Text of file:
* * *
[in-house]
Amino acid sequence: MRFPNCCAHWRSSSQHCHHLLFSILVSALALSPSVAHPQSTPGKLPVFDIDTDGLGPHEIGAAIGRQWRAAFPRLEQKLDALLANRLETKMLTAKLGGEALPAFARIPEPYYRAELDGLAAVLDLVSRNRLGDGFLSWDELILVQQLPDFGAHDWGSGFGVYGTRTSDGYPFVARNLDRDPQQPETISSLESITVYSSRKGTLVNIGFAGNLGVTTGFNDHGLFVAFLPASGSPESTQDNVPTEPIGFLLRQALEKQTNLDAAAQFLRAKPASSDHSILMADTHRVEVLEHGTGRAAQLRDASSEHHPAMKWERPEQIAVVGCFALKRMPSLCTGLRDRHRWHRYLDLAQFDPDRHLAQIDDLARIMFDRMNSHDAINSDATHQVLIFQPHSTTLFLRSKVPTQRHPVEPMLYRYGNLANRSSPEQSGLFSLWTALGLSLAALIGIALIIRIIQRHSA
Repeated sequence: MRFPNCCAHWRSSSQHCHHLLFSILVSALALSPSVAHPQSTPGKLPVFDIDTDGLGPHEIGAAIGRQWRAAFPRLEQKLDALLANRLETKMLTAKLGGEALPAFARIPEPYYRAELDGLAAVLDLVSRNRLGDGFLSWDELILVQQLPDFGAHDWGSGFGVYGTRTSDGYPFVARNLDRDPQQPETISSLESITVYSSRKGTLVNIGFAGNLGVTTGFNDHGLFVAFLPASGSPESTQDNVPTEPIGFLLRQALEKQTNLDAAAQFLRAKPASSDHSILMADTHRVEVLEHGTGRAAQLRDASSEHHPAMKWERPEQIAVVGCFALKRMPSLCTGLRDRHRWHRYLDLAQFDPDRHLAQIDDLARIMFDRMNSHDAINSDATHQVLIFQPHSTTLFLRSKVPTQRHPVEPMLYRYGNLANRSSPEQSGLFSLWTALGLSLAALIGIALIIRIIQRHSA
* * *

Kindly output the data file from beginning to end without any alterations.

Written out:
[in-house]
Amino acid sequence: MRFPNCCAHWRSSSQHCHHLLFSILVSALALSPSVAHPQSTPGKLPVFDIDTDGLGPHEIGAAIGRQWRAAFPRLEQKLDALLANRLETKMLTAKLGGEALPAFARIPEPYYRAELDGLAAVLDLVSRNRLGDGFLSWDELILVQQLPDFGAHDWGSGFGVYGTRTSDGYPFVARNLDRDPQQPETISSLESITVYSSRKGTLVNIGFAGNLGVTTGFNDHGLFVAFLPASGSPESTQDNVPTEPIGFLLRQALEKQTNLDAAAQFLRAKPASSDHSILMADTHRVEVLEHGTGRAAQLRDASSEHHPAMKWERPEQIAVVGCFALKRMPSLCTGLRDRHRWHRYLDLAQFDPDRHLAQIDDLARIMFDRMNSHDAINSDATHQVLIFQPHSTTLFLRSKVPTQRHPVEPMLYRYGNLANRSSPEQSGLFSLWTALGLSLAALIGIALIIRIIQRHSA
Repeated sequence: MRFPNCCAHWRSSSQHCHHLLFSILVSALALSPSVAHPQSTPGKLPVFDIDTDGLGPHEIGAAIGRQWRAAFPRLEQKLDALLANRLETKMLTAKLGGEALPAFARIPEPYYRAELDGLAAVLDLVSRNRLGDGFLSWDELILVQQLPDFGAHDWGSGFGVYGTRTSDGYPFVARNLDRDPQQPETISSLESITVYSSRKGTLVNIGFAGNLGVTTGFNDHGLFVAFLPASGSPESTQDNVPTEPIGFLLRQALEKQTNLDAAAQFLRAKPASSDHSILMADTHRVEVLEHGTGRAAQLRDASSEHHPAMKWERPEQIAVVGCFALKRMPSLCTGLRDRHRWHRYLDLAQFDPDRHLAQIDDLARIMFDRMNSHDAINSDATHQVLIFQPHSTTLFLRSKVPTQRHPVEPMLYRYGNLANRSSPEQSGLFSLWTALGLSLAALIGIALIIRIIQRHSA